The first ever Grand Prix motor racing event held.
The series we now know as Formula One traces its roots back to 1906. Before the term, Formula One, was coined in 1950, essentially the same sequence of events were called the Grand Prix Series. But those words became bandied about so much that different ones were needed to describe the contest for the World Driving Championship. Nevertheless, each country’s race is still called a Grand Prix.
The very first Grand Prix took place on June 26 and 27, 1906. The venue was public roads in the vicinity of Le Mans, France near the Sarthe River, so it became known as the Sarthe Circuit. Previously, the only series that could be called international was the Gordon Bennett, established by James Gordon Bennett, Jr., owner of the New York Herald. . Entrants came from a number of European countries that had national teams. Each country could enter only three cars and they had to be made in that country. There were no mechanical or physical limitations placed on the cars.
At that time, France had quite a number of car makers and they objected to being allowed only three entries from each country. To top it off, the Germans got six because Mercedes had an additional factory in Austria. The new series—Grand Prix—had no such requirement. The cars, however, had to adhere to a formula. At the 1906, the cars couldn’t weigh more than 1,000 kilograms. Other than that, there were no other limitations.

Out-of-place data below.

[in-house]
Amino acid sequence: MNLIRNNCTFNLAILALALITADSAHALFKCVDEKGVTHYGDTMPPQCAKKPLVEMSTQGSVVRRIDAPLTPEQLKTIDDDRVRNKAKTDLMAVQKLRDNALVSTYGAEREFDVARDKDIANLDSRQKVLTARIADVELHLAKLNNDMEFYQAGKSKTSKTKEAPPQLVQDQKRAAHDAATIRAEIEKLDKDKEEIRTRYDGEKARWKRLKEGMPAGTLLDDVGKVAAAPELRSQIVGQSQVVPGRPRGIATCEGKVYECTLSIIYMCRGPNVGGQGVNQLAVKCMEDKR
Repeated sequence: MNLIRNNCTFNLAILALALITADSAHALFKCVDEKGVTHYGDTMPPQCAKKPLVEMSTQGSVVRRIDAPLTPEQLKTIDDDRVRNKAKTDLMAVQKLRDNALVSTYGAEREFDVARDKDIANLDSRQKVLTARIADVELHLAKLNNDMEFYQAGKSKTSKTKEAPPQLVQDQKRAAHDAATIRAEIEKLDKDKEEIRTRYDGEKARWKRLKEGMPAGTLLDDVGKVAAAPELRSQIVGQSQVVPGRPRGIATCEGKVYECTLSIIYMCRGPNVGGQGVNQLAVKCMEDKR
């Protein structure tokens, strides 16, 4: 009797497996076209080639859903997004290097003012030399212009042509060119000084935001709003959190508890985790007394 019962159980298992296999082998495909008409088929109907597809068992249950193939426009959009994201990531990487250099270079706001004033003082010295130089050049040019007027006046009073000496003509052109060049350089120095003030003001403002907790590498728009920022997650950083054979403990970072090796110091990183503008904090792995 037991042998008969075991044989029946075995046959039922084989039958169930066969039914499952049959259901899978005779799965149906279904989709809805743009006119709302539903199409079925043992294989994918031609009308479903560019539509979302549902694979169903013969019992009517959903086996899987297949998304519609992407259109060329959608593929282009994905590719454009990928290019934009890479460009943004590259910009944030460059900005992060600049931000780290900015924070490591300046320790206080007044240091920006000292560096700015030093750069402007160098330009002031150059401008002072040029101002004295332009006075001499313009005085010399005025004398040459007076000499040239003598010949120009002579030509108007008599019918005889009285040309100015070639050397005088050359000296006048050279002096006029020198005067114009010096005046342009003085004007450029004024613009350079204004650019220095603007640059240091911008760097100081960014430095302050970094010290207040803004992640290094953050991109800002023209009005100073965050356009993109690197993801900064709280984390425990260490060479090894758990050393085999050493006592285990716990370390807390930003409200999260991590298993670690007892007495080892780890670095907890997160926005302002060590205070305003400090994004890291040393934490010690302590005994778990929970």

Course map of the first Grand PrixThis first Grand Prix was organized by the Automobile Club of France (ACF) at the urging of French automakers. The city fathers of Le Mans and local hotels provided the necessary funding and persuaded the ACF to hold the race near the city. The course was laid out by the Automobile Club de la Sarthe over 64.11 miles of local roads. The route was roughly triangular with each leg approximately 20 miles long. Sharp corners were at the apexes of the triangle.